Dynamic trajectories of connectome state transitions are heritable

Suhnyoung Jun, Thomas H. Alderson, Andre Altmann, Sepideh Sadaghiani

Research output: Contribution to journalArticlepeer-review


The brain's functional connectome is dynamic, constantly reconfiguring in an individual-specific manner. However, which characteristics of such reconfigurations are subject to genetic effects, and to what extent, is largely unknown. Here, we identified heritable dynamic features, quantified their heritability, and determined their association with cognitive phenotypes. In resting-state fMRI, we obtained multivariate features, each describing a temporal or spatial characteristic of connectome dynamics jointly over a set of connectome states. We found strong evidence for heritability of temporal features, particularly, Fractional Occupancy (FO) and Transition Probability (TP), representing the duration spent in each connectivity configuration and the frequency of shifting between configurations, respectively. These effects were robust against methodological choices of number of states and global signal regression. Genetic effects explained a substantial proportion of phenotypic variance of these features (h2=0.39, 95% CI= [.24,.54] for FO; h2=0.43, 95% CI=[.29,.57] for TP). Moreover, these temporal phenotypes were associated with cognitive performance. Contrarily, we found no robust evidence for heritability of spatial features of the dynamic states (i.e., states’ Modularity and connectivity pattern). Genetic effects may therefore primarily contribute to how the connectome transitions across states, rather than the precise spatial instantiation of the states in individuals. In sum, genetic effects impact the dynamic trajectory of state transitions (captured by FO and TP), and such temporal features may act as endophenotypes for cognitive abilities.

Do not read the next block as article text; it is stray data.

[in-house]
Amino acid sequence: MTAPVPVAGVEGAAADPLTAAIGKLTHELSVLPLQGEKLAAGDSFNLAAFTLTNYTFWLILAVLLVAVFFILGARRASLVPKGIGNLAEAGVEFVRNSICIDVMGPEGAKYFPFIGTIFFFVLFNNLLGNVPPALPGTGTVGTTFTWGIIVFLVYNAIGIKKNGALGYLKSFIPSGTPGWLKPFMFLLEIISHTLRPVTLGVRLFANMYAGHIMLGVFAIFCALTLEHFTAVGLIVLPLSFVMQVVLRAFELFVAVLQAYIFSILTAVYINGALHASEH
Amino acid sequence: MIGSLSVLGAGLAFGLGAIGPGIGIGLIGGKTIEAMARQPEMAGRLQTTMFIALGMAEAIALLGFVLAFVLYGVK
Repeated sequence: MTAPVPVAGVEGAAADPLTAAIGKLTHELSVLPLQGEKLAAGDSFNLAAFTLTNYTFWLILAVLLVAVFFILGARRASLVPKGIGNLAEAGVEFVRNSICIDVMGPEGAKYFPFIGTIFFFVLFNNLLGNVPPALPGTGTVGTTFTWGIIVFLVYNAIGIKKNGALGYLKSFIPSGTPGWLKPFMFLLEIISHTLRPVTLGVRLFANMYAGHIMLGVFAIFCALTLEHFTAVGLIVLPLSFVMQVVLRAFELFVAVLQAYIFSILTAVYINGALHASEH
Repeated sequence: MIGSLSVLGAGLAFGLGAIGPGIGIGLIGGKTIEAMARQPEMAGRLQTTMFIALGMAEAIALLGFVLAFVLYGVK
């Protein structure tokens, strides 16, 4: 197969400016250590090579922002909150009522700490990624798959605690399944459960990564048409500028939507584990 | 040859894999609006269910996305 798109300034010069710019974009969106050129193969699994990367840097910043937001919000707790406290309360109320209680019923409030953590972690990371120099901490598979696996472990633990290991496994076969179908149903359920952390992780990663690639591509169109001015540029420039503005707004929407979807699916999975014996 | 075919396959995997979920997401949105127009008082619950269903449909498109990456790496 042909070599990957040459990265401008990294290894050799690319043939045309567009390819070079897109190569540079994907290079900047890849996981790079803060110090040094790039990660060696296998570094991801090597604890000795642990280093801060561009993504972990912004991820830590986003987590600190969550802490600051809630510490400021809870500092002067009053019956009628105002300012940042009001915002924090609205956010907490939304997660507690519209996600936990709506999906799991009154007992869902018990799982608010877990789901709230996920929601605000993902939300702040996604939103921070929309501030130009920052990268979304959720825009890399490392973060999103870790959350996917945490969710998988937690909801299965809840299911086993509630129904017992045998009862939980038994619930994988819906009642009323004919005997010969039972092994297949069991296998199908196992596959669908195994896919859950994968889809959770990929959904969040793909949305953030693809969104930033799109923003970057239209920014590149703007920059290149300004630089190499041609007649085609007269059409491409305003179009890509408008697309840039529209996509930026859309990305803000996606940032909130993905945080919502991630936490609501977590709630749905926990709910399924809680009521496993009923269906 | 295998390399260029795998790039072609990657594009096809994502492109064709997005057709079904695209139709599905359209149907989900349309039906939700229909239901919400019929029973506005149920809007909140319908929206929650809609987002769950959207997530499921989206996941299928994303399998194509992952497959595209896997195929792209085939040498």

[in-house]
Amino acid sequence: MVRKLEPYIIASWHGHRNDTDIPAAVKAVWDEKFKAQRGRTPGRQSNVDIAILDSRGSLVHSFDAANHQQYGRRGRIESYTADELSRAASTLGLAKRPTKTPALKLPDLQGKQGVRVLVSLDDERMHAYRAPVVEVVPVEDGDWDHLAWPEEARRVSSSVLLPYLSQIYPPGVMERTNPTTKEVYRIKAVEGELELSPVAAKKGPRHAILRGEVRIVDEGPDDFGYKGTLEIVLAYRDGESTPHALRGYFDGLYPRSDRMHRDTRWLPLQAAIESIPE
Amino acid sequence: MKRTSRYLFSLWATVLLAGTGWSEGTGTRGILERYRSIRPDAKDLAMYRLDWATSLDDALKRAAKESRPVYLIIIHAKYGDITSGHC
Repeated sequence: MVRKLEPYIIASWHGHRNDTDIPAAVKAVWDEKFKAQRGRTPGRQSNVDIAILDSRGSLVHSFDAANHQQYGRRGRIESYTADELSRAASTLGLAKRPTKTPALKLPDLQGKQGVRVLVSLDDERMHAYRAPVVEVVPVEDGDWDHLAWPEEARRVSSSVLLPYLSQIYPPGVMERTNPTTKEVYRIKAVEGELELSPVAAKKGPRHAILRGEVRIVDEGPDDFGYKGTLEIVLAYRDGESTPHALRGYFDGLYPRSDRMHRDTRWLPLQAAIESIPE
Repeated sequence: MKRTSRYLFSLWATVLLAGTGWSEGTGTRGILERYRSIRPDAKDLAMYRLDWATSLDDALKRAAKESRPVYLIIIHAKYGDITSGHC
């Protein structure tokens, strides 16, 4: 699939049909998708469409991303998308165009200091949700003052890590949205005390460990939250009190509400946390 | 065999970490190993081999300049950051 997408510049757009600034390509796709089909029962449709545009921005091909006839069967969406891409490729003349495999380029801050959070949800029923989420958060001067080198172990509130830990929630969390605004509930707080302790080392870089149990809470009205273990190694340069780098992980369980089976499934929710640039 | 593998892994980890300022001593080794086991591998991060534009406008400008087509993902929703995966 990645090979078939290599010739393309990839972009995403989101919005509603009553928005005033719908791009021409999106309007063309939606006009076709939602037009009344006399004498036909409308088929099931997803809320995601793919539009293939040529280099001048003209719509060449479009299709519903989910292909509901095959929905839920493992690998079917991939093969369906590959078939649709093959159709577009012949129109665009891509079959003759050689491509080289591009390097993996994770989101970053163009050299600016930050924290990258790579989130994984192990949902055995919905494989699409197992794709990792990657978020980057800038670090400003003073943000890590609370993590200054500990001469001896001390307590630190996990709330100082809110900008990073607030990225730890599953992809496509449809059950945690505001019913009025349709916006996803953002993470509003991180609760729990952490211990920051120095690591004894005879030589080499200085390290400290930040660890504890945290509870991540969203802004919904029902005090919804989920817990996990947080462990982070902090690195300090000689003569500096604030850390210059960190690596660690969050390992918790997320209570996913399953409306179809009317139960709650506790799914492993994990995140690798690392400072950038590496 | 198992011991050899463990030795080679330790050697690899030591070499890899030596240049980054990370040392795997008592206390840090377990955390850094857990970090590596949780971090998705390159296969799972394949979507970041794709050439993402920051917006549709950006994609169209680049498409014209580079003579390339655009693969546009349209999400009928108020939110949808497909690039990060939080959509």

Original languageEnglish (US)
Article number119274
StatePublished - Aug 1 2022


  • Dynamic functional connectivity
  • Heritability
  • Hidden markov modeling
  • Twin study
  • Variance component modeling

ASJC Scopus subject areas

  • Neurology
  • Cognitive Neuroscience


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